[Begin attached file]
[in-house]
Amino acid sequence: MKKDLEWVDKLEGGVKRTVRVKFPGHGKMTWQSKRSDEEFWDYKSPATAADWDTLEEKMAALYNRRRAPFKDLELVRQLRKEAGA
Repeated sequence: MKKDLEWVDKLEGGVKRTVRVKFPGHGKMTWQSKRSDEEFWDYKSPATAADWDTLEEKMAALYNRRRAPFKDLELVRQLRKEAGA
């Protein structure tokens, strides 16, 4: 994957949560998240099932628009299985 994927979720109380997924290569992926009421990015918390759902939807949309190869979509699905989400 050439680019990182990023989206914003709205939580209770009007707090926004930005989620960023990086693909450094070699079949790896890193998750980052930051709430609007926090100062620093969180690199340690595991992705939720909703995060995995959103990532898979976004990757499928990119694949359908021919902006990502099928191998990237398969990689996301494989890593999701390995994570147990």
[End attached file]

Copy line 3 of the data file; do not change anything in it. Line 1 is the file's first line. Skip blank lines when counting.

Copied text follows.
Repeated sequence: MKKDLEWVDKLEGGVKRTVRVKFPGHGKMTWQSKRSDEEFWDYKSPATAADWDTLEEKMAALYNRRRAPFKDLELVRQLRKEAGA